Ask most Alaskans what to visit and where and they will give you a great list of places to see, things to do, and unique out of the way treasures.  What they won’t tell you is “go with the cruise lines – cause they will show you things you won’t see elsewhere.”

You have all seen the advertising for cruise ships – large vessels that carry up to 3000 passengers with plenty of entertainment on board from rock climbing, swimming pools, and gambling. But most don’t go to Alaska to be entertained on board a ship, most go to Alaska to see things they will never see anywhere else in the world. Those large vessels cannot fit into the Wrangell Narrows, 300 feet wide and 19 feet deep in some places- with more bald eagles than anywhere in the world. Cruise ships will take you to Ketchikan, Juneau, and Skagway (the start of the Chilkoot trail – of gold rush fame).  Those are great places to see, but if you want to see those places and more- then consider The Alaska Marine Highway system .

Alaska "ferry" MV Columbia in the front- traditional "Love Boat" in the back

This is the “highway” of the state of Alaska throughout south east and south central Alaska – locals call them “ferries’ because they haul more than people- they also take automobiles.  The system is set up so  you can stop off in any city and stay for as long as you want and catch another ferry. It is through this system that you can go through the Wrangell Narrows, visit the cities of Wrangell, Petersburg, Sitka, and Haines. You can get a pass to stop in any one of those cities for a day or two and then catch the next vessel.

MV Matanuska docked in Ketchikan.

I’m lucky. I grew up in Alaska – and worked on those vessels (many years ago).  The Cruise companies introduce many people to Alaska but if you want to see the  more of  Alaska- from the small fishing villages consider taking a side trip on one of these “ferries.” On the downside- these ships (ferries) do not give a cabin to everyone- so you need to rent one ahead of time.  They don’t have all the amenities of the luxury ships- but for a night or two they will be just fine.

Map of the Alaska Marine Highway System


It's not fishing in Alaska - it's "catching"

Tourism is big business in Alaska — my hometown of Ketchikan wouldn’t have thrived without it.  The inland waterways, the glaciers, the beauty of the state doesn’t change if you are on a cruise line. Some accuse the cruise lines of “herding” their passengers to their hotels.  The excursions they send you on are “vetted” by the cruise lines — which means they are good quality, but the cruise lines have also charged up to forty per cent for that excursion to be listed in their list of things to do.  Nothing wrong with capitalism – but if you want to see Alaska – there are less expensive ways to see it than the cruise lines.  And if you go on a cruise  – and stop in a port -you can get many local companies to see things for a lot less than the cruise lines would have you do. Luxury travel in Alaska is seeing the beauty of the state – not the stateroom on the ship.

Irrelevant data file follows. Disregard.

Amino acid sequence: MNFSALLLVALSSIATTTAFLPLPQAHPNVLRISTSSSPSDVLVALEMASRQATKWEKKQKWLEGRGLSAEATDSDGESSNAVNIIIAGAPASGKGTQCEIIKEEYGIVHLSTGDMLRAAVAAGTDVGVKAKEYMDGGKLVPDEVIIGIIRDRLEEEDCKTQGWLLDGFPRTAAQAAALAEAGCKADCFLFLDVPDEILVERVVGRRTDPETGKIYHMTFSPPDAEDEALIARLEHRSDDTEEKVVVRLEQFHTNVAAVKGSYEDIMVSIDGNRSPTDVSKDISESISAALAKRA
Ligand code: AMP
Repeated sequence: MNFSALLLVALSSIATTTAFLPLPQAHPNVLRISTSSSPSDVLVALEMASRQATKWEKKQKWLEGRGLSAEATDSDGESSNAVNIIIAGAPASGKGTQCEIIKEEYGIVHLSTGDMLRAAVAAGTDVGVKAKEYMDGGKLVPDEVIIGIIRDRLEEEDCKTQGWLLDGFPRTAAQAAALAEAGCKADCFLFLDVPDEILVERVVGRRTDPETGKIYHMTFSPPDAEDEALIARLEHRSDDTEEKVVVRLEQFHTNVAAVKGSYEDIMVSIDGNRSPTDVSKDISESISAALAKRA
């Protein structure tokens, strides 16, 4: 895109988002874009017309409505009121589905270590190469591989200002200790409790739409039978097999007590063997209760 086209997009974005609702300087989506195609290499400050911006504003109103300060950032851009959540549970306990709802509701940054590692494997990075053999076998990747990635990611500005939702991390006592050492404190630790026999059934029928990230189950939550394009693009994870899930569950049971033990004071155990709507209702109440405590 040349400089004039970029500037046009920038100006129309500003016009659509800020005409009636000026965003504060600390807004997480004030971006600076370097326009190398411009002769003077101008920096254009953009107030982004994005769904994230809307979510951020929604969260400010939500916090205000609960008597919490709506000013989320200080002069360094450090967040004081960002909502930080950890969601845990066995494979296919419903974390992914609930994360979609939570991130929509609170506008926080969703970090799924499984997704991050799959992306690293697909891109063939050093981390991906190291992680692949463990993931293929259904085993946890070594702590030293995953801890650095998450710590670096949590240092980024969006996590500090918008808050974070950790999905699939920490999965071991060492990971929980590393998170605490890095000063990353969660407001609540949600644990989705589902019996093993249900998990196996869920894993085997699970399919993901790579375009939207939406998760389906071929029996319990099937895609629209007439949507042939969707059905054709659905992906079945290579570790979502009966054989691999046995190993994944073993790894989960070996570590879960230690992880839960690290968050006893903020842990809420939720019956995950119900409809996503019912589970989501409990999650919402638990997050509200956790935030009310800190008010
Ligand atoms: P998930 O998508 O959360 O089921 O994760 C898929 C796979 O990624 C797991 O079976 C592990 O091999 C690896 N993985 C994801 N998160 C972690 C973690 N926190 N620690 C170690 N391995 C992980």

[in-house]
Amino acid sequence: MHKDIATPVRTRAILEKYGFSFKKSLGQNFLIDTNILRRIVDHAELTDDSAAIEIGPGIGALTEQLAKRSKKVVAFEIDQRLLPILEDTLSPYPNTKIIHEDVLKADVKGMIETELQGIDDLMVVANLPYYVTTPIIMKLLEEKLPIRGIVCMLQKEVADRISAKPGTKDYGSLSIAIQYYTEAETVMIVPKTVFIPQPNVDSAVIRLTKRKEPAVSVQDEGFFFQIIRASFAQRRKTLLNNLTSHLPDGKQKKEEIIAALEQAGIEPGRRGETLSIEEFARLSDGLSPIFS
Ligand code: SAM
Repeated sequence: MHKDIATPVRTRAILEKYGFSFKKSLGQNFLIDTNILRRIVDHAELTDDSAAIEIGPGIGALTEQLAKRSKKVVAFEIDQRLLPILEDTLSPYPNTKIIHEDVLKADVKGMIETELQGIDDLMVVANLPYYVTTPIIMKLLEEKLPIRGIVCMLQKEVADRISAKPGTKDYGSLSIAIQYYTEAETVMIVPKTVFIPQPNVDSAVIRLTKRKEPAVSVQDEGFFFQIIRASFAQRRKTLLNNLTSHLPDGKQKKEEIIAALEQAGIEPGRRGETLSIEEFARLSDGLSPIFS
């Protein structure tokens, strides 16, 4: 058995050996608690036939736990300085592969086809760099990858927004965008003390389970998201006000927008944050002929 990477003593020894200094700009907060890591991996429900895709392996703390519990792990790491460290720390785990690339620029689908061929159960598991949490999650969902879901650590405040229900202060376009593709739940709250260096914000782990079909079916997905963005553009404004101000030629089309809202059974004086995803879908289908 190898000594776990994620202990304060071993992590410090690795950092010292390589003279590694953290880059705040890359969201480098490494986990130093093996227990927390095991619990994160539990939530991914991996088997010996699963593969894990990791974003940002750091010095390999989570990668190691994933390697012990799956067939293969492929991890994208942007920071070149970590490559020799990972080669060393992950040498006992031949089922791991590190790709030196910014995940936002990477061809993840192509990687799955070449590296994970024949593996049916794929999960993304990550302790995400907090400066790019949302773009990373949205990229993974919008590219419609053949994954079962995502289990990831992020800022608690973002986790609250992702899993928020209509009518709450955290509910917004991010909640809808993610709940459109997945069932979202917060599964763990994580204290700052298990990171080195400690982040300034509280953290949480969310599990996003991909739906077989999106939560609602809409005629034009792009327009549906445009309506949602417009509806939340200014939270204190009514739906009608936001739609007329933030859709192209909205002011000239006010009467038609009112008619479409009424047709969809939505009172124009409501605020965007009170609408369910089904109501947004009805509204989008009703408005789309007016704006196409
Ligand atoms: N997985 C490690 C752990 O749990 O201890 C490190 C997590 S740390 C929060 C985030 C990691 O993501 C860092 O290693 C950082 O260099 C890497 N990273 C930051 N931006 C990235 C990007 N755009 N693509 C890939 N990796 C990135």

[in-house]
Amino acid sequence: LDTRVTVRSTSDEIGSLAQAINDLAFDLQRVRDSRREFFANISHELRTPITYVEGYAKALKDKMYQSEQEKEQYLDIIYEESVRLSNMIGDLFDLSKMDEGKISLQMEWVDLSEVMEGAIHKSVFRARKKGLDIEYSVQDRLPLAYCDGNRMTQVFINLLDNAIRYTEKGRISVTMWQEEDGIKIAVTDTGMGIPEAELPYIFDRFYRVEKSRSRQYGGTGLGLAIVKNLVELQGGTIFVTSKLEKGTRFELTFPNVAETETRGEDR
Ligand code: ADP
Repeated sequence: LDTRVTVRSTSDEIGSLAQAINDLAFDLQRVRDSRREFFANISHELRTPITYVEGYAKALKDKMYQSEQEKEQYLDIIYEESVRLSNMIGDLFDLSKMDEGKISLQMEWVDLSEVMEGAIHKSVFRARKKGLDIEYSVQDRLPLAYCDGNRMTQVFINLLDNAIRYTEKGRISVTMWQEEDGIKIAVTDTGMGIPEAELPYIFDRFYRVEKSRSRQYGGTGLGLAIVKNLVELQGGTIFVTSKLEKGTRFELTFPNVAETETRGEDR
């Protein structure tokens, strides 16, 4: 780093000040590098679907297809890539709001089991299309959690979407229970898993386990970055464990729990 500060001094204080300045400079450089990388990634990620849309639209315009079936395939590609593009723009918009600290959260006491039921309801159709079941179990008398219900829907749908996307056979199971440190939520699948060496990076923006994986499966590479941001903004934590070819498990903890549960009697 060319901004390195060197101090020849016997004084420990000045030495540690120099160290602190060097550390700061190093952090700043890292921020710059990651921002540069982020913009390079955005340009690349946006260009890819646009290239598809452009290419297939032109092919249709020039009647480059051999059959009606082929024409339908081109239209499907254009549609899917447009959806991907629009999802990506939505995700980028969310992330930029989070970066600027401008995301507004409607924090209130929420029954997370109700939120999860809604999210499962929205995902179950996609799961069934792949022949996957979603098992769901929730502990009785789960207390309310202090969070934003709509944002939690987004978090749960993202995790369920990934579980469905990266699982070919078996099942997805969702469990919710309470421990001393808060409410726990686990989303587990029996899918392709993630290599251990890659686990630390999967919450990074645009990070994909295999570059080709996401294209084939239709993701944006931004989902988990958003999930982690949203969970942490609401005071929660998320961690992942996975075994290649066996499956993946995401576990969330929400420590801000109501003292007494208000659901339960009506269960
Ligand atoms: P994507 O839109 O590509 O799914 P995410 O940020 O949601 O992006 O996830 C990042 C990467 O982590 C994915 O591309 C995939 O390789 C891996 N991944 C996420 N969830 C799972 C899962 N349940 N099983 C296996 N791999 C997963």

Kenai Fjord Tours ( is an Alaskan owned company that will provide great tours of the glaciers and Prince William Sound, or the famous Resurrection Bay (that Rockford Kent painted so beautifully).  Many of the Alaskan photos taken here were from their tour. Yet, they are not listed on many cruise lines, because they choose to remain independent from the cruise companies.

Huge blocks of ice breaking off into the Prince William Sound-

The Alaska Heritage Museum – in Anchorage – is inexpensive and yet shows you how Alaska Natives lived before the Russians came to Alaska.  It is a “must” see on your visit to Alaska.The Alaska State Museum in Juneau, Alaska (our capital) is rarely listed on the cruise lines information – but is a wealth of information about the state.Don’t miss the Museum in Anchorage either– you get to see Alaska from a better perspective than any lodge will show you.Denali National Park – where Mt. McKinley is  — a great place, yet the Park service has great tours of the park for much less money than you would imagine.  Tip – take the long bus tour — it is worth it.  Many stay at the Princess lodge in Talkeetna,  but we prefer to stay at the locally owned Talkeetna Lodge ( — much better view of the Mt. McKinley and better value.  If you want to fly around the mountain and land on a glacier, there are many locals who will do it for less than the excursions the cruise lines have.I would be remiss if I didn’t mention Copper Center Alaska- where Princess has a lodge, and I’ve stayed there– very nice. But if you don’t go to Copper Rail Depot, you will miss some real history of Alaska (their rooms are about $100 cheaper per night).  Of course, the rooms at the Depot are a bit more rough. But visit Copper Rail Depot and  you get to see a large scale model of the railroad that once took the copper ore out of the Kennicot mine.  So- come to Alaska-and know that you  don’t have to limit yourself to the “package deal.”Alaskans have a sense of humor - this just off the trails

The cruise lines take you to their hotels, and to the places where they  found to be attractive and worthy of seeing – although to be listed in their program the cruise lines have have cut a deal (meaning the cruise line gets about 40%).   I’ve taken the cruise ships up throughout Alaska and they are comfortable rooms with great side trips.  Our job: to show you the places of the beaten path, what some call the “real” Alaska – and it will be first class travel – because the beauty you will find will be unlike any in the world.

Mom and Cub going next to a tidal pool, in search of clams